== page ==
attackfish: Yshre girl wearing a kippah, text "Attackfish" (Default)
[personal profile] attackfish
I got a comment last night on Quiet Shadowed Places (The one where Zuko is blind):

An interesting idea. It's a little odd, though, because unlike with Toph, this story doesn't really explain how Zuko would compensate for being blind, as I don't see how he could possibly track down the avatar while being blind without some other factor in play. Still, a good little story.

Anybody want to tell me what’s wrong with this comment?  (Other than the utter patronization inherent in calling it a “good little story”  Because really, wow.)

Don’t get me wrong, I love Toph.  I really really really love Toph!  And there’s a lot that I found very refreshing in her portrayal as a character with a disability, like her parents’ misguided attempts to protect her from the world because of her blindness, something that real people do to real people with disabilities all the time.  Or the way she feels comfortable making jokes about her disability, and the way she gets furious when people forget her limitations, or just plain the way she is an awesome, flawed character with a real personality along with a disability, which as most of you know, is sadly rare in media.  But she still has a disability superpower.  She is able to use her earthbending in such a way that her disability is functionally negated.  It’s a credit to the writers that this ability of hers has limits, and that the writers put her in situations that show these, but for the most part, she is not limited by her blindness in the ways that people who don’t have earthbending are.

This is why when I sat down to write “Quiet Shadowed Places”, I deliberately picked blindness as Zuko’s disability and deliberately didn’t give him any extraordinary ability to compensate.  I wanted to show how it was absolutely possible to be disabled and amazing without any special power, with only the solid grit that Zuko shows in canon.  Zuko would “make up” for his disability the same way he makes up for his lack of resources, initially poor firebending skills, and other disadvantages, through dogged determination, his own innate cunning, and whether he admits it or not, reliance on his uncle and his crew.  None of this requires sight.  Zuko doesn’t find Aang time and time again with his sight.  He finds Aang the first time with sight, but his crew could have just as easily done it for him.  The second time he finds Aang, he finds him by listening to rumors, and having a crew that listens to rumors.  He finds Aang by tailing him, by hiring June, by doing all kinds of things that do not require him personally to have sight.  Some of the occasions in which Zuko tries to capture Aang would indeed require sight, like his expedition at th North Pole, or being the Blue Spirit.  These are done differently in this universe.  Given Zuko’s sheer tenacity in the face of extremely long odds, I have full confidence that this wouldn’t be much of a problem for him.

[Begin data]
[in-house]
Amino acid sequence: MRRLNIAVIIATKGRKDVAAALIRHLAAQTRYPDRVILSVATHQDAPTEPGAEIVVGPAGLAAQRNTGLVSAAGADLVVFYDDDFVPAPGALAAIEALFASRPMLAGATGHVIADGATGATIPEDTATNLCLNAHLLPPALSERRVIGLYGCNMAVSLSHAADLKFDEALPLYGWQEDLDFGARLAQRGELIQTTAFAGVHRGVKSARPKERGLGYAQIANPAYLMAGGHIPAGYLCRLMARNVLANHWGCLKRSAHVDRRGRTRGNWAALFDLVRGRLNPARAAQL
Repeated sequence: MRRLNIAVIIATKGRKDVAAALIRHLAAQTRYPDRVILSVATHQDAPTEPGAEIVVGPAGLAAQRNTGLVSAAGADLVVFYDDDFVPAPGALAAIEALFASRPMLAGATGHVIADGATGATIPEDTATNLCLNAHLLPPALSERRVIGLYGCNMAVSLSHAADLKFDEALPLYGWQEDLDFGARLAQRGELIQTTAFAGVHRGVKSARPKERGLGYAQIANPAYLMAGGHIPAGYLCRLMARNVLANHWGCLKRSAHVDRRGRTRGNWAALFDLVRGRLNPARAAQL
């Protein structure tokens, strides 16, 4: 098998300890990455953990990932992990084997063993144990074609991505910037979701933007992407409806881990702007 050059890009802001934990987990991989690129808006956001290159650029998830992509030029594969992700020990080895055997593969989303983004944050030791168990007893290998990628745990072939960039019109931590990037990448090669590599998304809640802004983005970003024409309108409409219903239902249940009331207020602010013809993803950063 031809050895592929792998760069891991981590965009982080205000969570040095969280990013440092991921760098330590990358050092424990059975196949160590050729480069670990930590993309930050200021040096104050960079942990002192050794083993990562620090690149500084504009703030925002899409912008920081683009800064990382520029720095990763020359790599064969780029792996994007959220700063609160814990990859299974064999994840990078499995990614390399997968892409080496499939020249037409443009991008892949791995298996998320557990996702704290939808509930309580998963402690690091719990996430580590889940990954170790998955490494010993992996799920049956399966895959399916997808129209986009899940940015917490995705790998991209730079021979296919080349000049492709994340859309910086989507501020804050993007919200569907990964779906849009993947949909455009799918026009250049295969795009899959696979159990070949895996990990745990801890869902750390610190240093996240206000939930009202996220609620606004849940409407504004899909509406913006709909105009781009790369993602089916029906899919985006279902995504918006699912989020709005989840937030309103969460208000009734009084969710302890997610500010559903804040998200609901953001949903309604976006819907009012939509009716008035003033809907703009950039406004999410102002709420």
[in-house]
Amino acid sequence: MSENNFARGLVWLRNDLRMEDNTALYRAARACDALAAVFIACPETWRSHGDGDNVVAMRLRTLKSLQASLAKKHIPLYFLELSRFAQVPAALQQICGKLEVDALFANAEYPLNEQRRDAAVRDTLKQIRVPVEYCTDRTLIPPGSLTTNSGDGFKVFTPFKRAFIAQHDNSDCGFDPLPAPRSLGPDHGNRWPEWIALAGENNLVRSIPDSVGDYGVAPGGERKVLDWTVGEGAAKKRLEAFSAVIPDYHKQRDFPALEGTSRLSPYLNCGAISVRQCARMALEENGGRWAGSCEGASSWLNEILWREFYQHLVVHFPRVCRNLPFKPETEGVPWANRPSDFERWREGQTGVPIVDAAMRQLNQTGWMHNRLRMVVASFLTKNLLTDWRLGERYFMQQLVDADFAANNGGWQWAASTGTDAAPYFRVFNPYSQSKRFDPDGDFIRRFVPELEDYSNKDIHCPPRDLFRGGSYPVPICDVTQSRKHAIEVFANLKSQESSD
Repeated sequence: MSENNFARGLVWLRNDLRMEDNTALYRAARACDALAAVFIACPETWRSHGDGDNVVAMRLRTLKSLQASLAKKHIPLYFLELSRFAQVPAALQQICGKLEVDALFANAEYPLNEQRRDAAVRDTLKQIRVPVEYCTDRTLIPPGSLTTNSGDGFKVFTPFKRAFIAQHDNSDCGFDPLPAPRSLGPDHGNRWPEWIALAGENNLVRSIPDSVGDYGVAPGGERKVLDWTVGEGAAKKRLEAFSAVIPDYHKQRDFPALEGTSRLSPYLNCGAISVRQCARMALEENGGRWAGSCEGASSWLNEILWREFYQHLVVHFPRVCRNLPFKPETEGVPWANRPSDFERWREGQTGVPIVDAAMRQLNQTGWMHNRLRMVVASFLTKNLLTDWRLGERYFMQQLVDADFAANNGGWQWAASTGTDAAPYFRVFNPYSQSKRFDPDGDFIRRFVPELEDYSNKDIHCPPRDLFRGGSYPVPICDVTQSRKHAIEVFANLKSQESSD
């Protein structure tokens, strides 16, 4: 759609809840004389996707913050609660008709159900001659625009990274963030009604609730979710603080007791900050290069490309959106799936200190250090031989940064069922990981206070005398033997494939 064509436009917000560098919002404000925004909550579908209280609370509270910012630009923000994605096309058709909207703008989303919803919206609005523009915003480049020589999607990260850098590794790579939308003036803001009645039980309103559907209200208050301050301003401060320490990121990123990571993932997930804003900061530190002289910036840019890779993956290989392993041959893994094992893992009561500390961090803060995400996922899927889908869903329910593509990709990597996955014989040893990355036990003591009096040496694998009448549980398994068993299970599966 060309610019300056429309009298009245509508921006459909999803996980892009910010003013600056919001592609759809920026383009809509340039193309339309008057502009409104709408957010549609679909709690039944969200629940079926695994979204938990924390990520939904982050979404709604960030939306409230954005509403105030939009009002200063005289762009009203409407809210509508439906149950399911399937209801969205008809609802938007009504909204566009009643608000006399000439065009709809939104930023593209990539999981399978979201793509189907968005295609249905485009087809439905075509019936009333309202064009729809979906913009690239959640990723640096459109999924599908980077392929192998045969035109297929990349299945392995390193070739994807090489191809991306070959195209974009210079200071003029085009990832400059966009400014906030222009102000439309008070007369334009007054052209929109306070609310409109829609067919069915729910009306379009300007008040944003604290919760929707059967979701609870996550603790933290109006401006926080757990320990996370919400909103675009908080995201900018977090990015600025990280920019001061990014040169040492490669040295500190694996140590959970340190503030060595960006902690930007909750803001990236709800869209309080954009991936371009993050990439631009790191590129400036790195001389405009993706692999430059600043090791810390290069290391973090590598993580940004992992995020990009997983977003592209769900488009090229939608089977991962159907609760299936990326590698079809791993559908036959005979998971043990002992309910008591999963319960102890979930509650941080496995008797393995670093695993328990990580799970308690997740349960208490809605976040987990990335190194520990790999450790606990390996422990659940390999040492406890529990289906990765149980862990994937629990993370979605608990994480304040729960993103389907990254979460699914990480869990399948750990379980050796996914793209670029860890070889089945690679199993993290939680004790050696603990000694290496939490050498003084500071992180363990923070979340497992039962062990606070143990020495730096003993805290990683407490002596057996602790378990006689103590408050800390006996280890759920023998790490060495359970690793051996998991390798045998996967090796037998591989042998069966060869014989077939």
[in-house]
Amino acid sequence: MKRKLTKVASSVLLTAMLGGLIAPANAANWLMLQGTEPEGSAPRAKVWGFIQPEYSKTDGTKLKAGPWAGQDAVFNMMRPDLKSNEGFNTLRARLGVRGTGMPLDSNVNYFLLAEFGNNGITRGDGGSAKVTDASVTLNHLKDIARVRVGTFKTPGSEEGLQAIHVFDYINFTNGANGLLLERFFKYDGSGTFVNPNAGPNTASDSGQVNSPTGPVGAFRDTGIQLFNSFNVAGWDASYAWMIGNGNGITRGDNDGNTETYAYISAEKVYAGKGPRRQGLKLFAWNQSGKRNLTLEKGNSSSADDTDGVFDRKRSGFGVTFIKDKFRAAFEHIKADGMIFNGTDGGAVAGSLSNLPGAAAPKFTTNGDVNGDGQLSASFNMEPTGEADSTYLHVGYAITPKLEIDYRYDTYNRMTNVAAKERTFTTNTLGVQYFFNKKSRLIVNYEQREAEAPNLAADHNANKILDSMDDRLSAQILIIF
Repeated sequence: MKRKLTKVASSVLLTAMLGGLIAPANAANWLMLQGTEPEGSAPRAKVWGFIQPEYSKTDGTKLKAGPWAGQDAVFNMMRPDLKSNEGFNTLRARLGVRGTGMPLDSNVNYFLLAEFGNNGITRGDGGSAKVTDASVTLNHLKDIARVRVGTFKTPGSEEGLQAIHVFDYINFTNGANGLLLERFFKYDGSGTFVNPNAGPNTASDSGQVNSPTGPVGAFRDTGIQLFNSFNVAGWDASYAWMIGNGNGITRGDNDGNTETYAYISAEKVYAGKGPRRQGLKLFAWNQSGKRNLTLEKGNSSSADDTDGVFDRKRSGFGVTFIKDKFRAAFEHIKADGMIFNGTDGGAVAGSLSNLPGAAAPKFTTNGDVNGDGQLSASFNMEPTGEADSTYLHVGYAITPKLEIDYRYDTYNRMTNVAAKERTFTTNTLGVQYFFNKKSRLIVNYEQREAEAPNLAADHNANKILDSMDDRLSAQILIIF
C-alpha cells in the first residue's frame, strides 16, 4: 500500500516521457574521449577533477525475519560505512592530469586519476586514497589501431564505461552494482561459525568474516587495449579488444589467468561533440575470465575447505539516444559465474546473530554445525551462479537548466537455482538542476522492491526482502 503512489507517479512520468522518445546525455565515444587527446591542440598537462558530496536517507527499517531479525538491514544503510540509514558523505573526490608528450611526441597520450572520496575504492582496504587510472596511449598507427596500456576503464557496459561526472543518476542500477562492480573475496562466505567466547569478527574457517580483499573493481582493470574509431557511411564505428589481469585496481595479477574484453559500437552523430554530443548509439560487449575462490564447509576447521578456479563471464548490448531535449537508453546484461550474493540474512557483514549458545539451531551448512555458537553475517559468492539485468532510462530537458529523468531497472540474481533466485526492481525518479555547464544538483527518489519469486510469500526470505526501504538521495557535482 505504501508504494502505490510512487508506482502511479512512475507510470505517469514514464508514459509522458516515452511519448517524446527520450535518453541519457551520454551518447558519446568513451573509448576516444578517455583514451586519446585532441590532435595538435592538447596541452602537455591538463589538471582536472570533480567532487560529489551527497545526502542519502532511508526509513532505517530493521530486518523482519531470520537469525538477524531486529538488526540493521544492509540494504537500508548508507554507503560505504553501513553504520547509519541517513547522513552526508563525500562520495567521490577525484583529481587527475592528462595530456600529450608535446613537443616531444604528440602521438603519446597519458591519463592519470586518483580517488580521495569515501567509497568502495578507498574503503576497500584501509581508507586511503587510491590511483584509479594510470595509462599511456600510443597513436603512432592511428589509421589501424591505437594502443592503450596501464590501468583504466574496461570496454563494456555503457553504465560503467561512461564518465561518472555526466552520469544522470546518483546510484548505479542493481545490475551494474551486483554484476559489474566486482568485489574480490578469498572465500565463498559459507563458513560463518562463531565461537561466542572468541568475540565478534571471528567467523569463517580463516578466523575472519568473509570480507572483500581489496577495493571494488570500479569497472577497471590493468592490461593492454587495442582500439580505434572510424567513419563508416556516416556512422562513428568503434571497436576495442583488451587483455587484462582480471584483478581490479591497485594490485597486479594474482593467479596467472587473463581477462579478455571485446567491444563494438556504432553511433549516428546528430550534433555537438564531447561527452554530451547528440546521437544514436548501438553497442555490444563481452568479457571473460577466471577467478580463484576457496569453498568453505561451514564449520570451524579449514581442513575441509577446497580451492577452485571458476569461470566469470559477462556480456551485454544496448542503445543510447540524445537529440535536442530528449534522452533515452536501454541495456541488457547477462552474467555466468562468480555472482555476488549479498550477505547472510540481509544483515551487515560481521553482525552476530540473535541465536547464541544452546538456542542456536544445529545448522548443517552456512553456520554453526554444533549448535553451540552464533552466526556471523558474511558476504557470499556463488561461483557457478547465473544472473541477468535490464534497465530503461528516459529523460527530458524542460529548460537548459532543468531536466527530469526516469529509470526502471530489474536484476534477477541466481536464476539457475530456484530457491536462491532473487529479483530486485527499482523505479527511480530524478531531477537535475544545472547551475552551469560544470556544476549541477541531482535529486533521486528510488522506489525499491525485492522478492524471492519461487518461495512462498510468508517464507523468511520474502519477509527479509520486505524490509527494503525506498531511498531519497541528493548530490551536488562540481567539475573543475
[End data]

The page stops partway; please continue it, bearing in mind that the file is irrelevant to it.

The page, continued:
As a disabled writer, I wanted to write a story in which the disabled character doesn’t have an ability that negates his disability.  I wanted to reflect the reality of my own experience as a disabled woman in a way that I don’t often get to see in media, because most portrayals of disabled characters are by able-bodied people and seen through their perspective.  This is why tropes like the disability superpower, or any of the other noxious tropes I write about exist in the first place.  We don’t control the narrative.  I’ve written before about how painful it is not to have anyone who looks like you in the media you consume and how affirming it is to have someone who is like you with whom to identify in fiction.  This essay isn’t about that, but instead about the way these portrayals of people with disabilities teach people without disabilities to view us.